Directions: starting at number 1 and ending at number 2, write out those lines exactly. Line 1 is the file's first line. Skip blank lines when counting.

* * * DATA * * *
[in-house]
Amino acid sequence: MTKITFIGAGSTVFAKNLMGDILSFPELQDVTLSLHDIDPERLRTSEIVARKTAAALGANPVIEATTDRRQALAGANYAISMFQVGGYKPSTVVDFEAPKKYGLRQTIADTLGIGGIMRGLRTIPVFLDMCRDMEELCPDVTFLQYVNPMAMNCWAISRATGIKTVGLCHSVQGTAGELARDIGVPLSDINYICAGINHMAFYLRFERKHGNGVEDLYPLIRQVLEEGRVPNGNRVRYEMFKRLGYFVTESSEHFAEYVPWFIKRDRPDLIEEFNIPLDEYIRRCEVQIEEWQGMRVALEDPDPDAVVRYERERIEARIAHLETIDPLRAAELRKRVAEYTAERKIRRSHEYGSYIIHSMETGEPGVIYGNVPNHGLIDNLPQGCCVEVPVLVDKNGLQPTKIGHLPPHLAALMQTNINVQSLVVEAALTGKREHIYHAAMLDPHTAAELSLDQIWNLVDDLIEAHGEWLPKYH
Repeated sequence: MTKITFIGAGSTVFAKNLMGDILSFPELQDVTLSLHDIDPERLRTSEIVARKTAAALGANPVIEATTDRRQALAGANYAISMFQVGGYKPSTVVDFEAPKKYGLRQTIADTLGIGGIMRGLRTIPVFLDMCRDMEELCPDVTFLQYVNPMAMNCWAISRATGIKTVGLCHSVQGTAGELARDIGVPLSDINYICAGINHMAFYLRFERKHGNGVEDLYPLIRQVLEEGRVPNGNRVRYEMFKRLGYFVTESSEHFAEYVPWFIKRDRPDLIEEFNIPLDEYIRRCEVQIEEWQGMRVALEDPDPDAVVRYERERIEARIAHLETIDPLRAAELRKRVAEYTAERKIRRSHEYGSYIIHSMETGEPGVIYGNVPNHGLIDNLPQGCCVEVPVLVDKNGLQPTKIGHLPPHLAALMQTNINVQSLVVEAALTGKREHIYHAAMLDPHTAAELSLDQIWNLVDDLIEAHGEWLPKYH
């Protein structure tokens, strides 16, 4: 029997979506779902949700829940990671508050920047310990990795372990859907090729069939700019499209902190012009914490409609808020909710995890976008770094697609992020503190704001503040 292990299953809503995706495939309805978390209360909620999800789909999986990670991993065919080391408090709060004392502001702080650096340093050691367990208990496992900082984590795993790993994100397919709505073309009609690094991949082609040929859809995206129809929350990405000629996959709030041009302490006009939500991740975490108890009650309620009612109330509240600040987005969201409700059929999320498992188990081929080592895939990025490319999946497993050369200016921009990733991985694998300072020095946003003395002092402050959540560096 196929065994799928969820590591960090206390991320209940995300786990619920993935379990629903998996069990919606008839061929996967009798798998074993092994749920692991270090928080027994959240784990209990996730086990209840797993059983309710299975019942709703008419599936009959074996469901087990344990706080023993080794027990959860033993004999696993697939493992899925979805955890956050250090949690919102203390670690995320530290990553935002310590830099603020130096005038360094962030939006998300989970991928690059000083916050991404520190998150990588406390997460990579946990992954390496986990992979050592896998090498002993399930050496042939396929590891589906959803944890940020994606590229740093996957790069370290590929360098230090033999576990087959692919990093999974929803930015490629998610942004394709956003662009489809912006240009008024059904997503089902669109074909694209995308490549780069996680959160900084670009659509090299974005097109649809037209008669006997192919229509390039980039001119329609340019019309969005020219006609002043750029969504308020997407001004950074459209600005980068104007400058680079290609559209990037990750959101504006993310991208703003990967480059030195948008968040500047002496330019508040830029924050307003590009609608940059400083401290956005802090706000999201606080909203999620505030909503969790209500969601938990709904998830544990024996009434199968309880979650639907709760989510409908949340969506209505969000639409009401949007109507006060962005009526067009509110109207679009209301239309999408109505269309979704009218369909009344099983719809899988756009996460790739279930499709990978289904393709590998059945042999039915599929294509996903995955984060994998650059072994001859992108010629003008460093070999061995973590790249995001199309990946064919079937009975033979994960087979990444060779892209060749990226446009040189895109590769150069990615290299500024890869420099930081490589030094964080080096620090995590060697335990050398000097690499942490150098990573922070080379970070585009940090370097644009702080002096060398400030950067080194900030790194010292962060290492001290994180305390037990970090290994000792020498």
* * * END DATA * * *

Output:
[in-house]
Amino acid sequence: MTKITFIGAGSTVFAKNLMGDILSFPELQDVTLSLHDIDPERLRTSEIVARKTAAALGANPVIEATTDRRQALAGANYAISMFQVGGYKPSTVVDFEAPKKYGLRQTIADTLGIGGIMRGLRTIPVFLDMCRDMEELCPDVTFLQYVNPMAMNCWAISRATGIKTVGLCHSVQGTAGELARDIGVPLSDINYICAGINHMAFYLRFERKHGNGVEDLYPLIRQVLEEGRVPNGNRVRYEMFKRLGYFVTESSEHFAEYVPWFIKRDRPDLIEEFNIPLDEYIRRCEVQIEEWQGMRVALEDPDPDAVVRYERERIEARIAHLETIDPLRAAELRKRVAEYTAERKIRRSHEYGSYIIHSMETGEPGVIYGNVPNHGLIDNLPQGCCVEVPVLVDKNGLQPTKIGHLPPHLAALMQTNINVQSLVVEAALTGKREHIYHAAMLDPHTAAELSLDQIWNLVDDLIEAHGEWLPKYH